Talking Movies: Spling’s Top Ten Films of the Year

Spling reviews his Top Ten Films of the Year as broadcast on Talking Movies, Fine Music Radio. Listen to podcast.

Good morning – welcome to Talking Movies, I’m Spling…

This week, we’re talking about my top 10 films officially released in 2019…

Starting at number 10… we have Us, Jordan Peele’s horror thriller starring Lupita Nyong’o. A dark horror comedy drama and social commentary, this funny and smart film cemented the director’s incisive feature film debut, Get Out, demonstrating it wasn’t a one hit wonder. A curious and original premise executed with nightmarish precision, he’s managed to create a comic, surreal, intoxicating and ghastly follow-up, which is both thought-provoking and frightening.

Coming in at number 9 is Dark Waters… taking a similar line to Erin Brockovich, Dark Waters is about a cattle farmer’s inquest that turned into a class action against pharmaceutical giant, Du Pont. Mark Ruffalo is a warm actor known for his quirky and charming to bittersweet performances. Determined, consistent and unflinching in the face of adversity, this inspirational, and eye-opening legal drama is admirable showing the power of one in the face of a seemingly unwinnable case.

At number 8 we have Blinded by the Light… a coming-of-age drama based on a true story about a young Pakistani teen in Luton, England who develops an obsession with the music of Bruce Springsteen. This unusual musical comedy drama has flair, spirit and operates with crowd-pleasing charm. Going more in-depth with Springsteen’s lyrics and trying to match the artist’s own origin story from across the pond this entertaining, fun, socially relevant, moody and toe-tapping film is a triumph.

At number 7 we have Rocketman… the music biopic about Sir Elton John’s early years. This imaginative, touching and well-acted film bursts with life as Bohemian Rhapsody’s Dexter Fletcher captures a series of turning points in John’s life and career as a rock star with daddy issues through a career-best performance from Taron Egerton. Faithful recreations, psychedelic colours and great flamboyance underpin a beautifully choreographed musical testament to a remarkable talent with many great behind-the-scenes moments and smash hits.

At number 6 we have Marriage Story… a raw, insightful, quirky indie style comedy drama with a first-rate ensemble. Adam Driver and Scarlett Johanssen bring their a-game to Noah Baumbach’s romance comedy drama about a modern divorce between New York and Los Angeles. Each essentially representing an iconic city, the film gets to grips with the nuances and eccentricities of a divorce between two coasts as a family tries to protect one another as they tear apart.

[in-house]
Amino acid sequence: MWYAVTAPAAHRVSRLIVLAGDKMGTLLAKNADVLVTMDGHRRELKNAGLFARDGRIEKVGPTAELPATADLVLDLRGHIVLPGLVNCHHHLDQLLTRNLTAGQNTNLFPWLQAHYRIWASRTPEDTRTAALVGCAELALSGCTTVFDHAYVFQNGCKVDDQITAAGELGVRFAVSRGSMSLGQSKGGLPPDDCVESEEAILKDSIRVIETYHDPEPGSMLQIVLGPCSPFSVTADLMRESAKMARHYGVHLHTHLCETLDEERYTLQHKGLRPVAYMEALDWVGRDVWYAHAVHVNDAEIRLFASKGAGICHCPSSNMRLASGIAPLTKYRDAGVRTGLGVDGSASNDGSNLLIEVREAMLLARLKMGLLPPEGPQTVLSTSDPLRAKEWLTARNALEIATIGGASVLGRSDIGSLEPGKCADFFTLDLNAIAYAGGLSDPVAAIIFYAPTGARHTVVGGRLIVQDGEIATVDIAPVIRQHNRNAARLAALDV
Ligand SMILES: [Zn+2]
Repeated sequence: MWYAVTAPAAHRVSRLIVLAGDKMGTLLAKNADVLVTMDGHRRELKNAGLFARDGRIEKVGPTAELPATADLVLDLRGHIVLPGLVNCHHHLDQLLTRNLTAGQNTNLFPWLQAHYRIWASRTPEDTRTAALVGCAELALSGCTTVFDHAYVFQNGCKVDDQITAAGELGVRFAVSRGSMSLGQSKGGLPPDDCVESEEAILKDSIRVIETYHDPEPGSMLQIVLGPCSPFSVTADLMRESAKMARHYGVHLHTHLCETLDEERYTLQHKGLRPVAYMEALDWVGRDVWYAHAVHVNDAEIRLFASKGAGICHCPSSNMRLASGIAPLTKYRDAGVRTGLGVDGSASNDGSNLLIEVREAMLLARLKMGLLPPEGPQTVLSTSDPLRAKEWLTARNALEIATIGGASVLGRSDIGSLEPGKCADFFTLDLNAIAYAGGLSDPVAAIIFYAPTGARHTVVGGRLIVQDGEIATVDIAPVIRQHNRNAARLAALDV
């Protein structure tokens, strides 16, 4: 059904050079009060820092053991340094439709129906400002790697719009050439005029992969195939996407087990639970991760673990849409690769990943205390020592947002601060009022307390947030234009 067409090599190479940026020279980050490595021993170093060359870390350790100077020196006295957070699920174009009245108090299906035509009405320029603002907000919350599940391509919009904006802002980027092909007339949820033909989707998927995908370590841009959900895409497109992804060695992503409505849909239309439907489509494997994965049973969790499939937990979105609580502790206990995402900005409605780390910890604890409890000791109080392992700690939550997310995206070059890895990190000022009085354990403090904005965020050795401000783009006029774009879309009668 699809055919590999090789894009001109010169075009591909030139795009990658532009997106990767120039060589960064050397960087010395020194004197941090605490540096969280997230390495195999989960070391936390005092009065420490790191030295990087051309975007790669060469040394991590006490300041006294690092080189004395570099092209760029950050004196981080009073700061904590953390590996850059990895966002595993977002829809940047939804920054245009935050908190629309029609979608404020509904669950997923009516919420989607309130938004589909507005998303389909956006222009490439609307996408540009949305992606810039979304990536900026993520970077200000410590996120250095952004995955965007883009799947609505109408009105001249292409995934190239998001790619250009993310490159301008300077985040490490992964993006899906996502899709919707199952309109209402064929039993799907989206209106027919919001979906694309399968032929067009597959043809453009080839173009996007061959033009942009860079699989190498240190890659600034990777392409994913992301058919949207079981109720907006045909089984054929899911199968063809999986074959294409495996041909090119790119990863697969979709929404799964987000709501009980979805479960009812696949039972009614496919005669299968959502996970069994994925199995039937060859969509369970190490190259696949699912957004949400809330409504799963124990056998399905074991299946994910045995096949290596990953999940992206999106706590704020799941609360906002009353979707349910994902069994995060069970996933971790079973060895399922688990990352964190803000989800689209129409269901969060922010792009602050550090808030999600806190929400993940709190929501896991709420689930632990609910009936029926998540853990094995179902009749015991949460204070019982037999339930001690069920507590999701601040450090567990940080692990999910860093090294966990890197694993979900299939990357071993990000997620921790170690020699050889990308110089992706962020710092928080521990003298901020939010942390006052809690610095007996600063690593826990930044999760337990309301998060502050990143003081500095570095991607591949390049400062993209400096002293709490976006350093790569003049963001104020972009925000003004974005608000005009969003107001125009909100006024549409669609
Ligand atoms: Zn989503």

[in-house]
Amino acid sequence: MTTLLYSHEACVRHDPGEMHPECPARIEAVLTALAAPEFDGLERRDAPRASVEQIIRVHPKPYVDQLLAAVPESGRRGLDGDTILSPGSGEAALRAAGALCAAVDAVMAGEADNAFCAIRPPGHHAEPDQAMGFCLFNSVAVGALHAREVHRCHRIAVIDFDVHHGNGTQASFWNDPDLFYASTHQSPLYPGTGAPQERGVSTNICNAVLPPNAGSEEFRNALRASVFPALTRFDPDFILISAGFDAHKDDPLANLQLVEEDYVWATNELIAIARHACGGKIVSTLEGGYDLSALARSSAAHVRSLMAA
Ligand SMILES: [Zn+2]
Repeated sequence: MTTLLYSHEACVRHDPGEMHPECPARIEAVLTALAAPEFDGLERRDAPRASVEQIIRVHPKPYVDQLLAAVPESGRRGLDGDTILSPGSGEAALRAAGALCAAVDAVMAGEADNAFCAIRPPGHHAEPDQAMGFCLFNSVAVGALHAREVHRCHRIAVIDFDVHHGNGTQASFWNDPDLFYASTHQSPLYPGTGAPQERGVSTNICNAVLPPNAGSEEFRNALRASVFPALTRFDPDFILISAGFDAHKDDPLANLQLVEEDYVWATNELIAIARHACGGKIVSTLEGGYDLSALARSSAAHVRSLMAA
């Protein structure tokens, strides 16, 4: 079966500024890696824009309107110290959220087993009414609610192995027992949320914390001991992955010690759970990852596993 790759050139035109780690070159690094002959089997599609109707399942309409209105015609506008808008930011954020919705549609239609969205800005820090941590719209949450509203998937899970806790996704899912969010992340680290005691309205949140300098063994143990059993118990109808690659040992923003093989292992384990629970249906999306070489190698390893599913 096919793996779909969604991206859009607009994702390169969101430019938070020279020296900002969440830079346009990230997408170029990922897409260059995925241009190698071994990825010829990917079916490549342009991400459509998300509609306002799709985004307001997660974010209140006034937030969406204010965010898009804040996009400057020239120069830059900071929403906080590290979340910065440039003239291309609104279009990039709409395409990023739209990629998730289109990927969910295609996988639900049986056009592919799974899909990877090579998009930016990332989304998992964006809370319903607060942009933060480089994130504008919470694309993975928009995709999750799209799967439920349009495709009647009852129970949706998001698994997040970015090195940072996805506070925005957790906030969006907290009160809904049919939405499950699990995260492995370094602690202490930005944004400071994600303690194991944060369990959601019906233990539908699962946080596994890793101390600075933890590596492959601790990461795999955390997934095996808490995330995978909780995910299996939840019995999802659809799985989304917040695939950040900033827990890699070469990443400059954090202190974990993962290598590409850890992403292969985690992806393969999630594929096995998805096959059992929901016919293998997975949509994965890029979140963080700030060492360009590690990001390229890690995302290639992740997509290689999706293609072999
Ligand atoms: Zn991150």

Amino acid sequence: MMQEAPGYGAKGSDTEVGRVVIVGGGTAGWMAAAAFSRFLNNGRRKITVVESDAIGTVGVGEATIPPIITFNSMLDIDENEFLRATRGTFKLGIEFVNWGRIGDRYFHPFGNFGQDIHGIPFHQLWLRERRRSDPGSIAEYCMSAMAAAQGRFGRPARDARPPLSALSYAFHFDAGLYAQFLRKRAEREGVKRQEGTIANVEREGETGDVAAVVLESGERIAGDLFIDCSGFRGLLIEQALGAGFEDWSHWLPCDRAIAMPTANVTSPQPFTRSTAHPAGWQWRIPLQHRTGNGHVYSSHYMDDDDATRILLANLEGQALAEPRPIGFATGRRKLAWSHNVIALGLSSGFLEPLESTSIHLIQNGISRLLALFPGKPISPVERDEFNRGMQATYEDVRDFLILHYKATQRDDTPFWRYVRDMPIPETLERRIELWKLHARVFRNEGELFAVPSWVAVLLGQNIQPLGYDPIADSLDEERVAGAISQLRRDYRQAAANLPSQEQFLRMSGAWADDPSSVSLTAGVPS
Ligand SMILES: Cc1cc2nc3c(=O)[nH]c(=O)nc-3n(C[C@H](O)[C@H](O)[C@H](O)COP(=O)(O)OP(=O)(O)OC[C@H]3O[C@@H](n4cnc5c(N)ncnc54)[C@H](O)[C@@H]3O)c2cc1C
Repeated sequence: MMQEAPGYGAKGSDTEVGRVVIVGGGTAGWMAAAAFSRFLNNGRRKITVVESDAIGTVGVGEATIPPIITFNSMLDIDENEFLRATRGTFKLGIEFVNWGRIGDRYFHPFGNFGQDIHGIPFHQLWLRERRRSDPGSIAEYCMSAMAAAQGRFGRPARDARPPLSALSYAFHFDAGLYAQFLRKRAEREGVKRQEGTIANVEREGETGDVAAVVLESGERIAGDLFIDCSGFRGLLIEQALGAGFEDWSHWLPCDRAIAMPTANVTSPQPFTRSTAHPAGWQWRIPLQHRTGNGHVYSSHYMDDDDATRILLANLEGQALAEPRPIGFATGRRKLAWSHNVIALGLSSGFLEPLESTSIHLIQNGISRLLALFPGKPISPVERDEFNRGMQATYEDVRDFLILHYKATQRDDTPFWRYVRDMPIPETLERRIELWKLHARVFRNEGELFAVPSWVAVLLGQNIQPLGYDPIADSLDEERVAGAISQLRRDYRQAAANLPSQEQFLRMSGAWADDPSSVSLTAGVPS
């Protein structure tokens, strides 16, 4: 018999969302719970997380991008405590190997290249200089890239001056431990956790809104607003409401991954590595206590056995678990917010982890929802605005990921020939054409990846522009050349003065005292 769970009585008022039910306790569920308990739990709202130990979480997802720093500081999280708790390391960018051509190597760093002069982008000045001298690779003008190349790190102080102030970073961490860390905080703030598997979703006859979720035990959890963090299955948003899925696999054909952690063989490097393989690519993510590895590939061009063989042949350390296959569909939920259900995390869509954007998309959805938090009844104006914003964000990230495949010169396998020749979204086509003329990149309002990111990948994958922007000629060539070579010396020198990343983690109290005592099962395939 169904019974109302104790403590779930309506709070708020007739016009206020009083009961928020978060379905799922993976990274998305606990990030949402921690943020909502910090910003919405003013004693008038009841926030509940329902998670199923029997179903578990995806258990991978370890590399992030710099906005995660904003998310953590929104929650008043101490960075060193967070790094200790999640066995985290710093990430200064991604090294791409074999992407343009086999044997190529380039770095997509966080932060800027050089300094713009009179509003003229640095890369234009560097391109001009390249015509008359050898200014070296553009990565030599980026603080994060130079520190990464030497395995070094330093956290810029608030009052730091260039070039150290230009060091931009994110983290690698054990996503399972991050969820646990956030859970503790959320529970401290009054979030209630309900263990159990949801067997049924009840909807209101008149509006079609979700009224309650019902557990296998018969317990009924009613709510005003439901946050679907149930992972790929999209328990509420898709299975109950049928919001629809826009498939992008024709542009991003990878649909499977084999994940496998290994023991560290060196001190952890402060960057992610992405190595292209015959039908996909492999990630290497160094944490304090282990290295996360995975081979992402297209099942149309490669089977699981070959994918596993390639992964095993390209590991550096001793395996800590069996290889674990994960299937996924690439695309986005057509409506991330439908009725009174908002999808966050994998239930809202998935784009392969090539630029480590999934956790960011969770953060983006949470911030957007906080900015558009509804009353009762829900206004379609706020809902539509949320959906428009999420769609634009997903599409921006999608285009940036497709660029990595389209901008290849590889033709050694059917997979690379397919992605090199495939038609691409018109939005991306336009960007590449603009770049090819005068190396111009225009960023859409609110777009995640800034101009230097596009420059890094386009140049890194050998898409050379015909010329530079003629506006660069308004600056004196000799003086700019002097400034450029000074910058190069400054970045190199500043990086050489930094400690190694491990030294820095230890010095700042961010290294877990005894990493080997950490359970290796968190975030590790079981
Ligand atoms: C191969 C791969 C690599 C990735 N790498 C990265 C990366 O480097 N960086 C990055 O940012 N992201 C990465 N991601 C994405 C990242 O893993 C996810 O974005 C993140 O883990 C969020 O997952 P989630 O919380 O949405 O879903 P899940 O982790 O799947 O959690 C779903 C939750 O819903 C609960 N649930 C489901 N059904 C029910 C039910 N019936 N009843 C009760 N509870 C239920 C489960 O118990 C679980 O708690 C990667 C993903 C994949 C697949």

At number 5 we have Joker… writer-director Todd Phillips has crafted a tribute to the work of Martin Scorsese and the perfect vehicle for Joaquin Phoenix. Following the troubled Arthur Fleck, we are led on the awakening of a super villain in a crime-ridden Gotham City in the ’70s. This divisive and immersive character portrait turns superhero movies upside down. While dark, intimate and focused, it remains captivating thanks to a transformative performance from Phoenix, explorative cinematography and bold direction from Phillips.

At number 4 we have I Lost My Body… an animated film from Guillaume Laurant the screenwriter who brought us Amelie. Relaying an unusual romance with the sort of nuance and detail you would expect from Japan’s Studio Ghibli it juxtaposes this against the story of a severed hand brought to life and searching for its body. Beautifully drawn, sparsely scripted and wonderfully original, it’s a life-affirming, moving and magical animated journey.

At number three we have Once Upon A Time in Hollywood… arguably Tarantino’s most mature film to date. Starring Leonardo DiCaprio and Brad Pitt, Tarantino brings out their best in a tale about a popular TV actor on the rocks and his loyal stuntman. Immersing us in the life and times, this eclectic film has historical elements as Tarantino blends his favourite aspects of Hollywood and the golden age into a compelling, moody, tense and surreal yarn with many memorable scenes.

At number 2 we have The Irishman… Martin Scorsese’s epic gangster crime drama, which reunites the Goodfellas trio of Scorsese, De Niro and Pesci. We journey with Frank Sheeran, played with great restraint by Robert De Niro, a mobster hitman reliving his memoirs and connection with Jimmy Hoffa. Supported by Joe Pesci and Al Pacino, this 3 1/2 hour epic centres on strong performances. Scorsese demonstrates they’ve all still got it through a compelling and strong genre film with elegant storytelling set against authentic production design and styling.

At number one we have Parasite… Boon Jong-Ho’s masterpiece. Serving as a poetic social commentary on the strained relationship between the privileged elite and struggling working class, this unusual and original film starts out with a brilliant setup for a comedy around impostors. Showing a command for the comedy genre with sharp writing, a versatile collective of performances, deft direction and sleek cinematography, Parasite latches onto a completely different genre transforming into an elegant yet perilous cat and mouse thriller of the highest order.

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